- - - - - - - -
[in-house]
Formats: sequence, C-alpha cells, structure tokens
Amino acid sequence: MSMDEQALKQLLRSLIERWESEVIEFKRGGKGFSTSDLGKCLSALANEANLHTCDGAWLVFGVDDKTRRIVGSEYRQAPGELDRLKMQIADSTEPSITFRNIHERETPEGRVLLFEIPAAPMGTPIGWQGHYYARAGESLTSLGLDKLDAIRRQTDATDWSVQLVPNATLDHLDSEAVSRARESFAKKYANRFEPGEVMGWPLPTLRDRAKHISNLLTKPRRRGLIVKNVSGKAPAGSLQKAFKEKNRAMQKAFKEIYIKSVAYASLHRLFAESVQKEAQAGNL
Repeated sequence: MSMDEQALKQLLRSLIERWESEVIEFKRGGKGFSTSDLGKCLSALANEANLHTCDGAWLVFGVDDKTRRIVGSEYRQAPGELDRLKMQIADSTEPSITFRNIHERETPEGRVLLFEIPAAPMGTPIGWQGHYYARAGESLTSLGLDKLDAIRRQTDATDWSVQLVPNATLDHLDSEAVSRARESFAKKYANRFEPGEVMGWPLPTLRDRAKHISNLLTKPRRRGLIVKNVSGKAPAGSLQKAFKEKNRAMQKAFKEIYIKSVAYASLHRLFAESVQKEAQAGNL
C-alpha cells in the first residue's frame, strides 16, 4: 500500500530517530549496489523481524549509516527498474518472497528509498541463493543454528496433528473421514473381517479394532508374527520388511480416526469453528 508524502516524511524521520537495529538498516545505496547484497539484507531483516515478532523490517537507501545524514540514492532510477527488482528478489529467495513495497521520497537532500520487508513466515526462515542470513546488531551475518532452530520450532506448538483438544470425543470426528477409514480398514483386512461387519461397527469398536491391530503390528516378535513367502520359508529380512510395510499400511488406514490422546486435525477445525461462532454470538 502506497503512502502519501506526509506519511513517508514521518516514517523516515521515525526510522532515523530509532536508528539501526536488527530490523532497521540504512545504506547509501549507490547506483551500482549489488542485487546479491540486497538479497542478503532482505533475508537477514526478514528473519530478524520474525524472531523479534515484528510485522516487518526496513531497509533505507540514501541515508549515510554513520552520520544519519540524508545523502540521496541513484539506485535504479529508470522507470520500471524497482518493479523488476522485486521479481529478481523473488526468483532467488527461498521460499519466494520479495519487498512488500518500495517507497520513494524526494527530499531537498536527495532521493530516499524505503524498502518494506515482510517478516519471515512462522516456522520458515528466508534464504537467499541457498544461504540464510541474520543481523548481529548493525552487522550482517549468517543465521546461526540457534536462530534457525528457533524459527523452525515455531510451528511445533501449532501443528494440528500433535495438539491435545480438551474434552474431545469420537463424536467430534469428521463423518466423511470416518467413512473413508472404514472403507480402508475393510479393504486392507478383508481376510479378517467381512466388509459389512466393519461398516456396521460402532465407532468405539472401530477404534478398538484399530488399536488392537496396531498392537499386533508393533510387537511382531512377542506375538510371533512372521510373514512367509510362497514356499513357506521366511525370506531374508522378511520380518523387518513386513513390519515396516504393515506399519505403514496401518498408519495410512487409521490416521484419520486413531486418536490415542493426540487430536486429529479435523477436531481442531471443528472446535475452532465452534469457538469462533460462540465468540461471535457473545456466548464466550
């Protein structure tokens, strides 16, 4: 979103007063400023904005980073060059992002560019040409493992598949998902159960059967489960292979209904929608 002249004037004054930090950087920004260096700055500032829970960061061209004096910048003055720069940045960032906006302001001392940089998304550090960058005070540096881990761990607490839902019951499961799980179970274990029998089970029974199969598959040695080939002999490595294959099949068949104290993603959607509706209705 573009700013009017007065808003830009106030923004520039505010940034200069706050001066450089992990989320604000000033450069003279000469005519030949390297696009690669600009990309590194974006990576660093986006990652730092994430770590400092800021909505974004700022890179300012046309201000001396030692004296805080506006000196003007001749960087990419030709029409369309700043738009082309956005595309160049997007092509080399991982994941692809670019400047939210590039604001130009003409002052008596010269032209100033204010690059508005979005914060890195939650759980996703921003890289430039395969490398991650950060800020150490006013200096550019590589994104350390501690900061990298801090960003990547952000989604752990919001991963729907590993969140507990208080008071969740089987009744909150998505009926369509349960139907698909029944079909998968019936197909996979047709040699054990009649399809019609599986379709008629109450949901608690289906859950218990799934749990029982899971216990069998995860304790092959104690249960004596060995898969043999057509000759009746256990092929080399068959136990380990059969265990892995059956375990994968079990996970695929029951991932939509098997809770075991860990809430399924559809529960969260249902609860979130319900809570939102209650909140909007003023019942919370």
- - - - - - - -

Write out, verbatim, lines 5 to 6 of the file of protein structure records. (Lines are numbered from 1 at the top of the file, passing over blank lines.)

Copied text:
C-alpha cells in the first residue's frame, strides 16, 4: 500500500530517530549496489523481524549509516527498474518472497528509498541463493543454528496433528473421514473381517479394532508374527520388511480416526469453528 508524502516524511524521520537495529538498516545505496547484497539484507531483516515478532523490517537507501545524514540514492532510477527488482528478489529467495513495497521520497537532500520487508513466515526462515542470513546488531551475518532452530520450532506448538483438544470425543470426528477409514480398514483386512461387519461397527469398536491391530503390528516378535513367502520359508529380512510395510499400511488406514490422546486435525477445525461462532454470538 502506497503512502502519501506526509506519511513517508514521518516514517523516515521515525526510522532515523530509532536508528539501526536488527530490523532497521540504512545504506547509501549507490547506483551500482549489488542485487546479491540486497538479497542478503532482505533475508537477514526478514528473519530478524520474525524472531523479534515484528510485522516487518526496513531497509533505507540514501541515508549515510554513520552520520544519519540524508545523502540521496541513484539506485535504479529508470522507470520500471524497482518493479523488476522485486521479481529478481523473488526468483532467488527461498521460499519466494520479495519487498512488500518500495517507497520513494524526494527530499531537498536527495532521493530516499524505503524498502518494506515482510517478516519471515512462522516456522520458515528466508534464504537467499541457498544461504540464510541474520543481523548481529548493525552487522550482517549468517543465521546461526540457534536462530534457525528457533524459527523452525515455531510451528511445533501449532501443528494440528500433535495438539491435545480438551474434552474431545469420537463424536467430534469428521463423518466423511470416518467413512473413508472404514472403507480402508475393510479393504486392507478383508481376510479378517467381512466388509459389512466393519461398516456396521460402532465407532468405539472401530477404534478398538484399530488399536488392537496396531498392537499386533508393533510387537511382531512377542506375538510371533512372521510373514512367509510362497514356499513357506521366511525370506531374508522378511520380518523387518513386513513390519515396516504393515506399519505403514496401518498408519495410512487409521490416521484419520486413531486418536490415542493426540487430536486429529479435523477436531481442531471443528472446535475452532465452534469457538469462533460462540465468540461471535457473545456466548464466550
């Protein structure tokens, strides 16, 4: 979103007063400023904005980073060059992002560019040409493992598949998902159960059967489960292979209904929608 002249004037004054930090950087920004260096700055500032829970960061061209004096910048003055720069940045960032906006302001001392940089998304550090960058005070540096881990761990607490839902019951499961799980179970274990029998089970029974199969598959040695080939002999490595294959099949068949104290993603959607509706209705 573009700013009017007065808003830009106030923004520039505010940034200069706050001066450089992990989320604000000033450069003279000469005519030949390297696009690669600009990309590194974006990576660093986006990652730092994430770590400092800021909505974004700022890179300012046309201000001396030692004296805080506006000196003007001749960087990419030709029409369309700043738009082309956005595309160049997007092509080399991982994941692809670019400047939210590039604001130009003409002052008596010269032209100033204010690059508005979005914060890195939650759980996703921003890289430039395969490398991650950060800020150490006013200096550019590589994104350390501690900061990298801090960003990547952000989604752990919001991963729907590993969140507990208080008071969740089987009744909150998505009926369509349960139907698909029944079909998968019936197909996979047709040699054990009649399809019609599986379709008629109450949901608690289906859950218990799934749990029982899971216990069998995860304790092959104690249960004596060995898969043999057509000759009746256990092929080399068959136990380990059969265990892995059956375990994968079990996970695929029951991932939509098997809770075991860990809430399924559809529960969260249902609860979130319900809570939102209650909140909007003023019942919370």